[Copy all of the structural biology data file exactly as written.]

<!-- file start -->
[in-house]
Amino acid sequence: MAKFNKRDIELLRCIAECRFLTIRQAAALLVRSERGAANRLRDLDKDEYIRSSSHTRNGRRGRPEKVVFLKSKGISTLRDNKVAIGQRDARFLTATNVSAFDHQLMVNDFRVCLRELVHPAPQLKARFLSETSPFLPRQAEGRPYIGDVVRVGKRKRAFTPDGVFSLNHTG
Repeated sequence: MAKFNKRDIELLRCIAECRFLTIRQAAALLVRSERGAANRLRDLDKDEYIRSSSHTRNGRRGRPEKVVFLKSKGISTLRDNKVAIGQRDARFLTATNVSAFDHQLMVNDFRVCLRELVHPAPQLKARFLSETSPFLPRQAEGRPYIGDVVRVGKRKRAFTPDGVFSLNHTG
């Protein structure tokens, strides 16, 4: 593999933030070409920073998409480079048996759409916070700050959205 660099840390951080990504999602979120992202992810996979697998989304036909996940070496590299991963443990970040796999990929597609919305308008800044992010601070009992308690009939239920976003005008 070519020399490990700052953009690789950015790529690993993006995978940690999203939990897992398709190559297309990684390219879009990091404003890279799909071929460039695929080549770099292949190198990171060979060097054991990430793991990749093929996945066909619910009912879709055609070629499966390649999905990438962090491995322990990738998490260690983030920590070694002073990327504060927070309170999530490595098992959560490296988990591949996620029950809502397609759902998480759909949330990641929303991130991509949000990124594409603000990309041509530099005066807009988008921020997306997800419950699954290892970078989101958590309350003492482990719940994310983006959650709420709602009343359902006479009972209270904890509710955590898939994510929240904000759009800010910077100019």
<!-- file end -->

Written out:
[in-house]
Amino acid sequence: MAKFNKRDIELLRCIAECRFLTIRQAAALLVRSERGAANRLRDLDKDEYIRSSSHTRNGRRGRPEKVVFLKSKGISTLRDNKVAIGQRDARFLTATNVSAFDHQLMVNDFRVCLRELVHPAPQLKARFLSETSPFLPRQAEGRPYIGDVVRVGKRKRAFTPDGVFSLNHTG
Repeated sequence: MAKFNKRDIELLRCIAECRFLTIRQAAALLVRSERGAANRLRDLDKDEYIRSSSHTRNGRRGRPEKVVFLKSKGISTLRDNKVAIGQRDARFLTATNVSAFDHQLMVNDFRVCLRELVHPAPQLKARFLSETSPFLPRQAEGRPYIGDVVRVGKRKRAFTPDGVFSLNHTG
């Protein structure tokens, strides 16, 4: 593999933030070409920073998409480079048996759409916070700050959205 660099840390951080990504999602979120992202992810996979697998989304036909996940070496590299991963443990970040796999990929597609919305308008800044992010601070009992308690009939239920976003005008 070519020399490990700052953009690789950015790529690993993006995978940690999203939990897992398709190559297309990684390219879009990091404003890279799909071929460039695929080549770099292949190198990171060979060097054991990430793991990749093929996945066909619910009912879709055609070629499966390649999905990438962090491995322990990738998490260690983030920590070694002073990327504060927070309170999530490595098992959560490296988990591949996620029950809502397609759902998480759909949330990641929303991130991509949000990124594409603000990309041509530099005066807009988008921020997306997800419950699954290892970078989101958590309350003492482990719940994310983006959650709420709602009343359902006479009972209270904890509710955590898939994510929240904000759009800010910077100019």